$300,000 Diamond and Sapphire Pumps Entice the Well ‘Heeled’ Women of Dubai
A new collection of gem-spangled footwear has the well “heeled” women of Dubai — and the world over — buzzing with excitement.
Inspired by iconic royal women, from Cleopatra to Princess Diana, the collection by UAE-based luxury brand Jada Dubai is headlined by a one-of-a-kind pump adorned with 54 carats of brilliant-cut white diamonds and 416 carats of rose-cut white sapphires set in platinum and 19-karat gold. They’re simply called “Jada Shoes.”
Only one pair is available worldwide and it carries a price tag of 1.1 million dirhams, or just under $300,000. Jada Dubai co-founder Majari Maria told GulfNews.com that the pair took one year to produce and demanded the collaboration of precious stone specialists from three countries.
“Jada Shoes” were designed to honor Jada, the Princess of the Desert. According to the legendary love story, a prince fell in love with Jada, whose captivating eyes were as green as jade, but, alas, she was just a beautiful mirage.
Jada Dubai claims that its shoes are the first in the world with both the insole and outsole covered in gold and platinum.
Other shoes in the “The Imperative of Royalty” collection are named for Diana (Princess of Wales), Grace Kelly (Princess of Monaco), Cleopatra (Queen of Egypt) and Josephine (Empress of France). Each is limited to just 10 pairs and range in price from about $5,000 to $7,000. Featured gemstones include citrines, black diamonds, rubies and emeralds.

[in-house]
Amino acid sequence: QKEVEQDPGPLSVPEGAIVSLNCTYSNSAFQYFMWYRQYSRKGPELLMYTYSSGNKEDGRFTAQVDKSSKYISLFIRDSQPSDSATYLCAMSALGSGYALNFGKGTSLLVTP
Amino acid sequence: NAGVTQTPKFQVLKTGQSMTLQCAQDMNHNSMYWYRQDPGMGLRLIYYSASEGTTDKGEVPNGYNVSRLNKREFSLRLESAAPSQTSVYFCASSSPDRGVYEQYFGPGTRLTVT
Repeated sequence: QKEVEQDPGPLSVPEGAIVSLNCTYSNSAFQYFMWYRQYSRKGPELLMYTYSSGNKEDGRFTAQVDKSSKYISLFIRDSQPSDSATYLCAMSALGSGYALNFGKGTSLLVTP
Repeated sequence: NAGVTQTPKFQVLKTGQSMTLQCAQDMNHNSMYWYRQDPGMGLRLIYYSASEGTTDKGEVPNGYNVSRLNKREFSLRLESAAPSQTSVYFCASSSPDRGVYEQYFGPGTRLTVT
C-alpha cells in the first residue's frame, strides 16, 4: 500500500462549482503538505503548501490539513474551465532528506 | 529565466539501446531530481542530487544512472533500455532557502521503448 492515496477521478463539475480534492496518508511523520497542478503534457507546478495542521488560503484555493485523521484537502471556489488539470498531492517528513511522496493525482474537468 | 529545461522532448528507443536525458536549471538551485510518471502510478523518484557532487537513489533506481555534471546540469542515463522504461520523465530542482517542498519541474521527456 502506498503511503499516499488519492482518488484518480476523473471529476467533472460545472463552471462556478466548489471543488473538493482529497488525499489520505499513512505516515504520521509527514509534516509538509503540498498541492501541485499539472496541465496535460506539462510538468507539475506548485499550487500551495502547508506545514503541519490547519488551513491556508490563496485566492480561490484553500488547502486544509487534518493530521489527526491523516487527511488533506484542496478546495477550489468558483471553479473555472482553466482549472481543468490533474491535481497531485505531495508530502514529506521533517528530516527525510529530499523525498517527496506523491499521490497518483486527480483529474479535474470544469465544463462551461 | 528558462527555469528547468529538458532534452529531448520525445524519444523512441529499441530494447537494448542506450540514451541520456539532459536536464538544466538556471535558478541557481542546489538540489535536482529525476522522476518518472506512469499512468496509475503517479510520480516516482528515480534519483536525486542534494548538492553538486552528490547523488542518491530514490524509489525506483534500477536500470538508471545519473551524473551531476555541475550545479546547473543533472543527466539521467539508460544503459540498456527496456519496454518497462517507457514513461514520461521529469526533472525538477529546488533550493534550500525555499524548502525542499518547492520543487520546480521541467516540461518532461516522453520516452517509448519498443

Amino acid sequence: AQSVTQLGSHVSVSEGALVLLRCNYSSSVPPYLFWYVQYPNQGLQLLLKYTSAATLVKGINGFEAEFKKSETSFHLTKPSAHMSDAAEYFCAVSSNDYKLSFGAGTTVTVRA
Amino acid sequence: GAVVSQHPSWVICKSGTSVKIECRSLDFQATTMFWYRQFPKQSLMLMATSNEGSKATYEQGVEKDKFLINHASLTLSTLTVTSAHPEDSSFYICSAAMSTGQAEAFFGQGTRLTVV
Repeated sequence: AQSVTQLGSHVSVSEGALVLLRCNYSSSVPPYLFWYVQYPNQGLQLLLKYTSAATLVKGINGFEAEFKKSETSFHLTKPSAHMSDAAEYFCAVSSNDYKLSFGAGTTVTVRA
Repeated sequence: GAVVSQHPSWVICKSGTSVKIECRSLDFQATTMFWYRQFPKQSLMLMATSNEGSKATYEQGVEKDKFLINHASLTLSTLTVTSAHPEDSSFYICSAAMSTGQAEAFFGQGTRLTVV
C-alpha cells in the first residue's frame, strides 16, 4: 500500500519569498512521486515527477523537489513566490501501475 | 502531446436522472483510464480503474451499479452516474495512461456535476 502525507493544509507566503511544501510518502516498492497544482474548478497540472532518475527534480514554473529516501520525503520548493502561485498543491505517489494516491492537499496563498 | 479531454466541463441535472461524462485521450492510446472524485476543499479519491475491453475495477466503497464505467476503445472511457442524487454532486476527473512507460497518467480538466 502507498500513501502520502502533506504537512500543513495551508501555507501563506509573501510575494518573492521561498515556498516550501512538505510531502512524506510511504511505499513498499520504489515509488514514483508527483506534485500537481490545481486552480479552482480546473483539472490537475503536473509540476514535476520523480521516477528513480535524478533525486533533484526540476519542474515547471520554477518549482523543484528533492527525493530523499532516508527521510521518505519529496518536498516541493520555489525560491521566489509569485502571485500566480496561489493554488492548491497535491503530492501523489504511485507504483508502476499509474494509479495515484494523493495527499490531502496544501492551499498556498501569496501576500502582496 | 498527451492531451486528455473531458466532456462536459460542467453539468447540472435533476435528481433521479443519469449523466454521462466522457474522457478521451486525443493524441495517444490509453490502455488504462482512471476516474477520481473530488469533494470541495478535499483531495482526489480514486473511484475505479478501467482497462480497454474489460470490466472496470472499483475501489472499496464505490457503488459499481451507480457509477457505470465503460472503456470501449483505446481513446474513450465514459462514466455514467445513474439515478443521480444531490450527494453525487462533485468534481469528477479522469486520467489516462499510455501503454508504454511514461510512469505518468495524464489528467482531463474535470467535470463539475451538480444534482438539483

Carrying a price tag of $6,960, the Princess Diana Shoes are adorned with 2,000 citrines and 10 brilliant-cut white diamonds set in 19-karat yellow gold and platinum. The total weight of the citrines is 315 carats. Jada Dubai notes that the ivory color symbolizes elegance and purity.
The Grace Kelly Shoes feature a crown motif rendered in white and black diamonds, with other gemstones. The gems are set in 19-karat yellow gold and platinum. The crown, notes Jada Dubai, is the ultimate symbol of power and royalty. Price tag: $5,310.
Jada Dubai’s Cleopatra Shoes are adorned with two jewelry snakes glittering with 28 black diamonds, four white diamonds and other stones. The snake is a symbol of protection, royalty and seductive power. The shoes are priced at $5,150.
Rounding out the line are the Josephine Shoes, adorned with eight rubies, six emeralds and other colored gemstones set in 19-karat yellow gold and platinum. Featured on the $4,980 pair is Josephine’s favorite flower, the rose — one of the most enduring symbols of royalty and passion.
Credits: Images via jada-dubai.com.
Birthstone of the Month: Extraordinary Jeweled Egg Features World’s Largest Polished Garnet
One of the most extraordinary examples of January’s official birthstone is this objet d’art featuring what is believed to be the world’s largest polished garnet.
Reminiscent of the jeweled eggs designed for the Russian tsars by the House of Fabergé more than 100 years ago, the “Garnet and Diamond Egg Creation” by Idar-Oberstein-based Manfred Wild was carved from an immense rough garnet sourced in Orissa, India. The garnet egg, which possesses the deep red hue of a fine claret wine, weighs 5,696 carats.
The egg opens to reveal a diamond cross mounted in 18-karat yellow gold and platinum, set on both sides with a total of 456 diamonds weighing approximately 8.50 carats. The cross is embellished with a single octahedral brown diamond at its center, weighing approximately 5.74 carats, and five cube-shaped natural yellow diamonds, weighing approximately 10.04 carats.